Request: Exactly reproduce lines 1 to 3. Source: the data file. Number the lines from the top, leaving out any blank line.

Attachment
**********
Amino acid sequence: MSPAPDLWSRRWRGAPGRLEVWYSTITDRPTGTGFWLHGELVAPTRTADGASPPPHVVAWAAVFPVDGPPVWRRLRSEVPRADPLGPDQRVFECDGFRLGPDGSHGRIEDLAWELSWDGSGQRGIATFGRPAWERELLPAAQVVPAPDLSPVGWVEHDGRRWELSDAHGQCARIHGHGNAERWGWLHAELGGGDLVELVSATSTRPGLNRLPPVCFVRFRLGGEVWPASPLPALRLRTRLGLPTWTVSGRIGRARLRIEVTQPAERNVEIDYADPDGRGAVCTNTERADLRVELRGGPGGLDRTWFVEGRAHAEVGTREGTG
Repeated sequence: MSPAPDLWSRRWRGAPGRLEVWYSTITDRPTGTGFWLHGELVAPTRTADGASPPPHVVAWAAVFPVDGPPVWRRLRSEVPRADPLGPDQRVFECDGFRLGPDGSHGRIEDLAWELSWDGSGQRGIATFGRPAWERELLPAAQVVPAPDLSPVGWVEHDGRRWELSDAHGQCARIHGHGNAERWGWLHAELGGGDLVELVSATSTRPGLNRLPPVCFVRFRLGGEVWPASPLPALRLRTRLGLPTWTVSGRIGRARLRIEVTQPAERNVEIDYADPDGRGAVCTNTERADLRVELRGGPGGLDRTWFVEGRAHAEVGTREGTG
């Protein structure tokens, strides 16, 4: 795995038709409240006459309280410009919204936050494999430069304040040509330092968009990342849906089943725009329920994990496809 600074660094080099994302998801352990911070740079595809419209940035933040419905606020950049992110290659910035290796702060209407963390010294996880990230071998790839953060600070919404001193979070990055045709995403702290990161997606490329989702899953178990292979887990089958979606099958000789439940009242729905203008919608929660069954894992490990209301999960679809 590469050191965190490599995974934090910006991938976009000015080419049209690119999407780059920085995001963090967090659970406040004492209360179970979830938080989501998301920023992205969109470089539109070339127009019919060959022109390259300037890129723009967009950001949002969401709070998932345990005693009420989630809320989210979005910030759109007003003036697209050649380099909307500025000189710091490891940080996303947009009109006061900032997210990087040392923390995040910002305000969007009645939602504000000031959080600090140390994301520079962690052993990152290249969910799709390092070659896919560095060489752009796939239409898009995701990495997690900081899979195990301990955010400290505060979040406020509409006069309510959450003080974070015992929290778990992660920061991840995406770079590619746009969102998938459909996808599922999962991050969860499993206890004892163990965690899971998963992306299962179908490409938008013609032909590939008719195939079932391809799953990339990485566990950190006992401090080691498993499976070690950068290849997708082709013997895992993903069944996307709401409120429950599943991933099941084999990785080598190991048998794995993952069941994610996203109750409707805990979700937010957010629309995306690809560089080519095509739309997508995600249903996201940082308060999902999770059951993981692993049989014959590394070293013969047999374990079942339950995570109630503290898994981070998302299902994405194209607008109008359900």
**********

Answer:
Amino acid sequence: MSPAPDLWSRRWRGAPGRLEVWYSTITDRPTGTGFWLHGELVAPTRTADGASPPPHVVAWAAVFPVDGPPVWRRLRSEVPRADPLGPDQRVFECDGFRLGPDGSHGRIEDLAWELSWDGSGQRGIATFGRPAWERELLPAAQVVPAPDLSPVGWVEHDGRRWELSDAHGQCARIHGHGNAERWGWLHAELGGGDLVELVSATSTRPGLNRLPPVCFVRFRLGGEVWPASPLPALRLRTRLGLPTWTVSGRIGRARLRIEVTQPAERNVEIDYADPDGRGAVCTNTERADLRVELRGGPGGLDRTWFVEGRAHAEVGTREGTG
Repeated sequence: MSPAPDLWSRRWRGAPGRLEVWYSTITDRPTGTGFWLHGELVAPTRTADGASPPPHVVAWAAVFPVDGPPVWRRLRSEVPRADPLGPDQRVFECDGFRLGPDGSHGRIEDLAWELSWDGSGQRGIATFGRPAWERELLPAAQVVPAPDLSPVGWVEHDGRRWELSDAHGQCARIHGHGNAERWGWLHAELGGGDLVELVSATSTRPGLNRLPPVCFVRFRLGGEVWPASPLPALRLRTRLGLPTWTVSGRIGRARLRIEVTQPAERNVEIDYADPDGRGAVCTNTERADLRVELRGGPGGLDRTWFVEGRAHAEVGTREGTG
């Protein structure tokens, strides 16, 4: 795995038709409240006459309280410009919204936050494999430069304040040509330092968009990342849906089943725009329920994990496809 600074660094080099994302998801352990911070740079595809419209940035933040419905606020950049992110290659910035290796702060209407963390010294996880990230071998790839953060600070919404001193979070990055045709995403702290990161997606490329989702899953178990292979887990089958979606099958000789439940009242729905203008919608929660069954894992490990209301999960679809 590469050191965190490599995974934090910006991938976009000015080419049209690119999407780059920085995001963090967090659970406040004492209360179970979830938080989501998301920023992205969109470089539109070339127009019919060959022109390259300037890129723009967009950001949002969401709070998932345990005693009420989630809320989210979005910030759109007003003036697209050649380099909307500025000189710091490891940080996303947009009109006061900032997210990087040392923390995040910002305000969007009645939602504000000031959080600090140390994301520079962690052993990152290249969910799709390092070659896919560095060489752009796939239409898009995701990495997690900081899979195990301990955010400290505060979040406020509409006069309510959450003080974070015992929290778990992660920061991840995406770079590619746009969102998938459909996808599922999962991050969860499993206890004892163990965690899971998963992306299962179908490409938008013609032909590939008719195939079932391809799953990339990485566990950190006992401090080691498993499976070690950068290849997708082709013997895992993903069944996307709401409120429950599943991933099941084999990785080598190991048998794995993952069941994610996203109750409707805990979700937010957010629309995306690809560089080519095509739309997508995600249903996201940082308060999902999770059951993981692993049989014959590394070293013969047999374990079942339950995570109630503290898994981070998302299902994405194209607008109008359900």